As well as potentially being boring, blurry or out of focus, the thumbnail often catches people mid-blink, or with their mouth gawping open. Vimeo also gives you the option to upload your own image, so there’s great potential to create a distinctive and enticing poster-frame for your video.
Right away: if you’re using Youtube, go to the Video Manager, click ‘edit’ on the video you’re changing, and scroll down to ‘Video Thumbnail’ to select the best one. If you’re on Vimeo, you’ll have a wider selection in the ‘Settings’ tab, and the opportunity to upload your own.
.05 Get Vimeo Plus
Speaking of Vimeo, if you use the service regularly, and take your video seriously, then I think upgrading to a Vimeo Plus account is a worthwhile investment. It’s roughly $70 plus a bit of tax depending on where you live for an annual membership. The benefits are impressive: you 3x more uploading space a week, and all of them can be in HD (as opposed to just one). You also get more detailed analytics, and you can control how your video appears on other websites.
I don’t know a serious online video creator who doesn’t have one.
Right away: (only if you can afford it, and create high definition video on a regular basis) Log into Vimeo and upgrade to the Plus account.
.06 Meta data
Another silly mistake made all over the web – often by companies, newspapers or magazines – is to forget the meta data. The laziest uploaders barely bother to change the title from ‘Final_version.mov’ and ignore description, categories and tags.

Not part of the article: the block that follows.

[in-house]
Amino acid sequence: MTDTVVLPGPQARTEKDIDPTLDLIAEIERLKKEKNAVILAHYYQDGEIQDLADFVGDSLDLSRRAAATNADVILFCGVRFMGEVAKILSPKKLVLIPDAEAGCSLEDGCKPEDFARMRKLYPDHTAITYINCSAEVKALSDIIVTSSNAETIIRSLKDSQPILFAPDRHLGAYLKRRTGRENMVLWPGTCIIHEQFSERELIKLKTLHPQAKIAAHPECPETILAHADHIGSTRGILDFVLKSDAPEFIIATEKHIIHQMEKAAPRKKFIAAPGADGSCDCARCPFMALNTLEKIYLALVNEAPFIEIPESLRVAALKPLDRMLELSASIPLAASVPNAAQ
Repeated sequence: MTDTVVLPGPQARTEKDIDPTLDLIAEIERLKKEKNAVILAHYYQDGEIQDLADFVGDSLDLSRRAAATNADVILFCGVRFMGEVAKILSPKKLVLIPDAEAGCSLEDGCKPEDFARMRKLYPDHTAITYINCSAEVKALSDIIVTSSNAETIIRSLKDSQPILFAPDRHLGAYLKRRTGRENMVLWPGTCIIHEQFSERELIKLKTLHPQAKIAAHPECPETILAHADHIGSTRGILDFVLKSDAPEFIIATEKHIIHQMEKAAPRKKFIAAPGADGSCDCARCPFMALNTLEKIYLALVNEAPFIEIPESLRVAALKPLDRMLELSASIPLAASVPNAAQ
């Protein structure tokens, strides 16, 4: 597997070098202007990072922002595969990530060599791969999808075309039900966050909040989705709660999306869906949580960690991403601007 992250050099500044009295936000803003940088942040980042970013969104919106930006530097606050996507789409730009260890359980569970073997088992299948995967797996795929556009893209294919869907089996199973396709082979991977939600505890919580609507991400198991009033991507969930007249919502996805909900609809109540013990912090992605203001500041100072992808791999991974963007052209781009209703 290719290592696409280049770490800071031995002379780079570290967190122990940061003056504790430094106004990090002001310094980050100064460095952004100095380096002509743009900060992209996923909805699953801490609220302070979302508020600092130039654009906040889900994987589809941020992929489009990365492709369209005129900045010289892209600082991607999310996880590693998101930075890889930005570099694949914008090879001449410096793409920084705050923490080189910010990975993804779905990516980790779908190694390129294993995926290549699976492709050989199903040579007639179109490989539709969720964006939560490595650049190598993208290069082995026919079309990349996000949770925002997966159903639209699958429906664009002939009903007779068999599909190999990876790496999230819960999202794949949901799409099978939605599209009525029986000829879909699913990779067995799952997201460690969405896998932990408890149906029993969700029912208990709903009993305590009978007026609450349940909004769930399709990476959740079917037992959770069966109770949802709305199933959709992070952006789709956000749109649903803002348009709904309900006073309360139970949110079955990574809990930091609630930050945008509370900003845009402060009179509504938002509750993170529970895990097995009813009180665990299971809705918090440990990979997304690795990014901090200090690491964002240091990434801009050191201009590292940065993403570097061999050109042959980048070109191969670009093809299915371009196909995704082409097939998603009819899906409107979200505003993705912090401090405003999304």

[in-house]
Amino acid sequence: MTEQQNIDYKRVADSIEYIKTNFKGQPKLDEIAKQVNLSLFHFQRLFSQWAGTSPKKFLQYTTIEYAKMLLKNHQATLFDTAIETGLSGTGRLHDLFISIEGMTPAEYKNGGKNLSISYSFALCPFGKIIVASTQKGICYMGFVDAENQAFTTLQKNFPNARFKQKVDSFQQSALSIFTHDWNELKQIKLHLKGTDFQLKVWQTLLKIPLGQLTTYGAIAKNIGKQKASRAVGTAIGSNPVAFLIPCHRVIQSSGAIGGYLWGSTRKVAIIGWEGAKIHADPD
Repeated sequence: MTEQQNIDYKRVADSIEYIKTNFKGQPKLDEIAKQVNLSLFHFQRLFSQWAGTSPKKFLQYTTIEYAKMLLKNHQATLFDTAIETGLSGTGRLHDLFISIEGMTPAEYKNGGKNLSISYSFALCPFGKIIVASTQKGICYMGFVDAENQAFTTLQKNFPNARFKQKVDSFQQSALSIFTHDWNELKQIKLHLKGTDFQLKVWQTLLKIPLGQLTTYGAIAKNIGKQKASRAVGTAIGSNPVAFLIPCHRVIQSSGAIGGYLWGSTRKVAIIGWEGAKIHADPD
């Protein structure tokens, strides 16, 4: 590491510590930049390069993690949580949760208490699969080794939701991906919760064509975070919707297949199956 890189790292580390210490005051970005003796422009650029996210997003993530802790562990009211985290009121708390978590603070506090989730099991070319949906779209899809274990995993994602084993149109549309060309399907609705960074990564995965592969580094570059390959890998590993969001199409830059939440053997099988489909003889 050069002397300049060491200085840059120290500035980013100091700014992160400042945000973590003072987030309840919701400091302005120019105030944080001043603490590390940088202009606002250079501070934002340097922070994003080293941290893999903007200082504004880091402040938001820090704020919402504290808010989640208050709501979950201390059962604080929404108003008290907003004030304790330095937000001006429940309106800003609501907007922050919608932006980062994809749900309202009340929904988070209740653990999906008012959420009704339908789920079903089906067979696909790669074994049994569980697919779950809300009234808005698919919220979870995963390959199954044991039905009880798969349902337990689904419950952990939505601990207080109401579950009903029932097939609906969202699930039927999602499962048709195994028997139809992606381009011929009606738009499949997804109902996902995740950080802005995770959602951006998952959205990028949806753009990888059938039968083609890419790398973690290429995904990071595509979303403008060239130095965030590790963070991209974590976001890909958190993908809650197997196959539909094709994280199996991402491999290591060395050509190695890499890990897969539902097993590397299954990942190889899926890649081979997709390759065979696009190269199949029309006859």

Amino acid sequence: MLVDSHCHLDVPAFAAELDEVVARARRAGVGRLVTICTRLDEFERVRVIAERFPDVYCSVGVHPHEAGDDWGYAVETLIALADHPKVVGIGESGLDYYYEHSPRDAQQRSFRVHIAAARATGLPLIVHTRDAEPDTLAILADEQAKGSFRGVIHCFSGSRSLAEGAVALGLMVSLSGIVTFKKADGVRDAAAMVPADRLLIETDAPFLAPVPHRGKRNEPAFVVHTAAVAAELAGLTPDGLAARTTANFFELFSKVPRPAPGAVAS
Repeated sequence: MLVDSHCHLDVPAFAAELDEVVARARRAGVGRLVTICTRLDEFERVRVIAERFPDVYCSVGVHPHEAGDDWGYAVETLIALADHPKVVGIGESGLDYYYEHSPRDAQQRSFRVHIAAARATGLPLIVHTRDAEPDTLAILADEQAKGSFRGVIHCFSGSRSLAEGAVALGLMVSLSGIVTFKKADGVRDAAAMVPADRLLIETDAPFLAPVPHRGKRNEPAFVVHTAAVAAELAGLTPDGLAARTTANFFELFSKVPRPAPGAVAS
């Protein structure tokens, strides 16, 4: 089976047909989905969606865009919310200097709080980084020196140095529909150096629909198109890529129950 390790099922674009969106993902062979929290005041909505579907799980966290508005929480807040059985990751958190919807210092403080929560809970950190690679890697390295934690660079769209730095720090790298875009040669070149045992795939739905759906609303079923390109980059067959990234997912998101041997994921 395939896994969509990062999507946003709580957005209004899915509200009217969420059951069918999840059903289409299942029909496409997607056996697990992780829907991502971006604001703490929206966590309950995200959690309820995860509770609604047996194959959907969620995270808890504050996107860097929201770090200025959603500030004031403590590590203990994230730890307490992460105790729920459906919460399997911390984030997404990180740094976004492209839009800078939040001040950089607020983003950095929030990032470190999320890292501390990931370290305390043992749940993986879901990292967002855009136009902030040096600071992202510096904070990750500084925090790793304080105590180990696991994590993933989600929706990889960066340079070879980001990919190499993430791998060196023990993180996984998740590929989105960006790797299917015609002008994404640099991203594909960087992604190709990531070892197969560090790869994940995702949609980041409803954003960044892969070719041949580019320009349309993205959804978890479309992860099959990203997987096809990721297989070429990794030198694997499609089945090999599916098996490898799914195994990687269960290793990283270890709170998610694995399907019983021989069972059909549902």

Why does this matter? You’ve probably heard video described as a ‘black hole’ on the web. This is because Google’s spiders can’t crawl video files to work out what’s in them. Until HTML5 and cool projects like Popcorn.js becomes more widespread, a video file is virtually invisible in search engine results. So the description, tags and categories matter – they’re the only thing that identifies your video.
Right away: make sure all your videos have really detailed descriptions (transcripts if necessary), lots of tags, and are categorised in someway. Make sure your tags are semantic and properly identify who, what and where is featured in the video itself.
.07 Get your audio straight
A common problem on videos when they’re uploaded is drifting audio. It might be in sync when you filmed and edited it, but that disappears when you watch it online. I’m not 100% sure of the cause of this myself (if you know for certain, please enlighten me in the comments) but through experience and some research I think it’s to do with the sample rate of the audio itself. Audio commonly is played at either 44.1kHz or 48kHz, and the drift happens when you switch from one to the other.
Vimeo & Youtube can only support 44.1kHz, so if your camera or audio device records at 48kHz that might be the cause of the problem.
Right away: if you’re having trouble with audio, then investigate what sample rate you record & edit in.
.08 Basic colour correction
Another quick hit is to do some very basic colour correction to your footage. Cameras have different colour temperatures, and often pictures come out over saturated, too red, or too flat.